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"Koenraad Dedobbeleer: Workmanship of Certainty" opens at Centre d'art contemporain d'Ivry - le Crédac
Koenraad Dedobbeleer, Human Existence Resides In Utter Superfluity, 2010. Wood, metal, rope, gloss painting, 145 x 144 x 580 cm.
IVRY-SUR-SEINE.- The sculptures of the Belgian artist Koenraad Dedobbeleer (born 1975) work like simulacra of functional present-day objects. Because they are placed in an exhibition context and hence freed from their useful function, they exist as ambiguous supports that are made available for interpretation. Each piece is presented as both an everyday object, belonging to the domestic sphere (a piece of furniture, utensil, tool), and an esthetic object, corresponding to the criteria that obtain in design and sculpture. Tables, stools or columns are excessively enlarged, for example, or taken apart and rebuilt differently.

This is the case for The Subject of Matter (For WS) (2010), a piece that is something between a column and a fountain, both massive and portable, and doubly paradoxical; or Tradition is Never Given, Always Constructed (2012), a monumental reproduction of the tubular feet of stools imbued with great banality, painted in delicate pink and off-white tones, like so many ironic shifts that make the pieces waver between the status of ornamental furniture and that of works of art. The warmth of a stove, the flame of a gas ring (Political Economy of the Commodified Sign, 2012), the water of a fountain, a shrub trimmed into a topiary, these suggest an appropriation of nature through pleasure, while manufactured objects are broken up to be converted to a wild state.

With a great heaping of irony, the artist’s objects seem undecided, provoking multiple associations of ideas; Dedobbeleer creates “dysfunctional sculptures,” snares laid for our perception that invite us to re-evaluate our own criteria for understanding forms and their cultural origins.

“ Travaux pour amateurs ”
Workmanship of Certainty is the second in a trilogy of shows that began in St. Gallen (and ends in Middelburg).* While the selection of works and their arrangement is specific to each venue, the project is a global one in fact, whose common starting point is the artist’s book OEuvre sculpté, travaux pour amateurs (Roma Publications, 2012). A kind of nonchronological visual version of a wordchain game, this publication brings together images of artworks, furniture and architectural elements to form a sort of repertoire of historical references, a manual of practices and uses for day-to-day objects, which serve as keys for reading these three shows.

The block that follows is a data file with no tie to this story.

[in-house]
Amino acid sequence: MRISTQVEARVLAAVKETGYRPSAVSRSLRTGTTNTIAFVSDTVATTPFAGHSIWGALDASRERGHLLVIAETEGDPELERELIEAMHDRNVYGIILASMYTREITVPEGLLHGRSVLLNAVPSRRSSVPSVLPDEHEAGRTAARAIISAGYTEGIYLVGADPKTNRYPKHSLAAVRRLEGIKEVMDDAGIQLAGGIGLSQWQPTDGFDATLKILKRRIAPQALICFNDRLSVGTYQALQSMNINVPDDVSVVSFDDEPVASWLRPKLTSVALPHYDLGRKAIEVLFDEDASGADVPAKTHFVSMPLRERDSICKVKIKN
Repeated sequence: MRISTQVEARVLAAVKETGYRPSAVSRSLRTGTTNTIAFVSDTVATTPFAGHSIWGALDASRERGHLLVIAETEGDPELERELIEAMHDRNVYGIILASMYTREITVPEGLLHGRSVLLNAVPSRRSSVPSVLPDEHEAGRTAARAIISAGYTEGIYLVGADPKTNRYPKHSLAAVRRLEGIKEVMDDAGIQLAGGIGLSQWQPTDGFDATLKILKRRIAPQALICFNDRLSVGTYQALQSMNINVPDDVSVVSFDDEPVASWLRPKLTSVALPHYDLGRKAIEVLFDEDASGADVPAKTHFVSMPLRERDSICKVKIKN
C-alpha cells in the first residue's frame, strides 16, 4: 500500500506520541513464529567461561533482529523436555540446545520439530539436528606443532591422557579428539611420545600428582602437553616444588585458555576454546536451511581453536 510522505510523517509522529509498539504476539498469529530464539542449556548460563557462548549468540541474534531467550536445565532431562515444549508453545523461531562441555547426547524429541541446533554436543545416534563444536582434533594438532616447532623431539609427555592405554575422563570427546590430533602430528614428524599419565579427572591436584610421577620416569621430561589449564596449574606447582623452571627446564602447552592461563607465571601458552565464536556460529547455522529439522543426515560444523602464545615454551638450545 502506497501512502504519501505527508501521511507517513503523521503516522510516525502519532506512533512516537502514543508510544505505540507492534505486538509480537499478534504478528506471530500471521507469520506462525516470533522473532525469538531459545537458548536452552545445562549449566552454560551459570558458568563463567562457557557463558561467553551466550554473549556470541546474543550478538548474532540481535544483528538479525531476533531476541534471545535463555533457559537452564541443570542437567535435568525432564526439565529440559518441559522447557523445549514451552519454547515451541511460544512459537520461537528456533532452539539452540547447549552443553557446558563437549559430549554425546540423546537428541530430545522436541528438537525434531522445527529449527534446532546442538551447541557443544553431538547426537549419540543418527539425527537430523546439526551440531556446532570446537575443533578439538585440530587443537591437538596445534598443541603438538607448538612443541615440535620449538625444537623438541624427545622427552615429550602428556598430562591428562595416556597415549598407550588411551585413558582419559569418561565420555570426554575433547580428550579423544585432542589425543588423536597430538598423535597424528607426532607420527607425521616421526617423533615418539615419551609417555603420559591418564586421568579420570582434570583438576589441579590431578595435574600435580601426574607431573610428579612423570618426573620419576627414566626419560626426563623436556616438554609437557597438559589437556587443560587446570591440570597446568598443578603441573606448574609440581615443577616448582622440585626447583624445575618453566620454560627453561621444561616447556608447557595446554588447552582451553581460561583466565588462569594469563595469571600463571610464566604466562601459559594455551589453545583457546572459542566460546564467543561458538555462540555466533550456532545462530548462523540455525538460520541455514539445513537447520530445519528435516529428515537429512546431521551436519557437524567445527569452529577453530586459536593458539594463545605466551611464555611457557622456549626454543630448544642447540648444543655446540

As always in Dedobbeleer’s work, the titles of pieces and exhibitions have no direct connection with the object or objects they cover. Taking the form of extremely pompous, absurd aphorisms or theoretical considerations touching on art and culture, they shed no light in fact on our understanding of the works. On the contrary, Dedobbeleer humorously plays with our reflex of wanting to explain the object through the text.

Yet the title of the show at Crédac tells us something about the artist’s concerns. The turn of phrase Workmanship of Certainty (defies translation, offers a number of meanings at one and the same time) seems to draw an analogy between manual skill, which is necessary to achieve form, and knowledge. As the artist points out in an inscription on an earlier work, “Reflection is manual activity and a concrete labour”; in other words, the production process is a mechanism of culture.

For Dedobbeleer, works of art are always inextricably bound up with where and how they are exhibited. They are thought out as “tools for reading the space”, and their design, selection and arrangement are heavily influenced by the weight of the history and architecture of the venue. By turns connecting two spaces, underscoring a volume, lending structure to zones where people are passing by (like the screen of Too Quick to Dismiss Aesthetic Autonomy as Retrograde, 2012), or creating areas for rest and interaction (the artist’s many seats, benches and stools), Dedobbeleer’s works desanctify the expected function of an exhibition venue. By attributing possible uses to it (on the order of domestic use or leisure), they throw into question the modernist project of the institution as a neutral space outside the world.

While reworking in a tragicomic vein the great concerns of modernism (the drive to unite functionality and esthetics), Koenraad Dedobbeleer’s works also display a materialist, antiheroic rereading of minimalist and conceptual sculpture. Rejecting any exclusive, unequivocal interpretation, the artist’s vocabulary, formal above all, examines the connections between an object, its aspect and its use, and in doing so scrutinizes the links between public, private and exhibition spaces.





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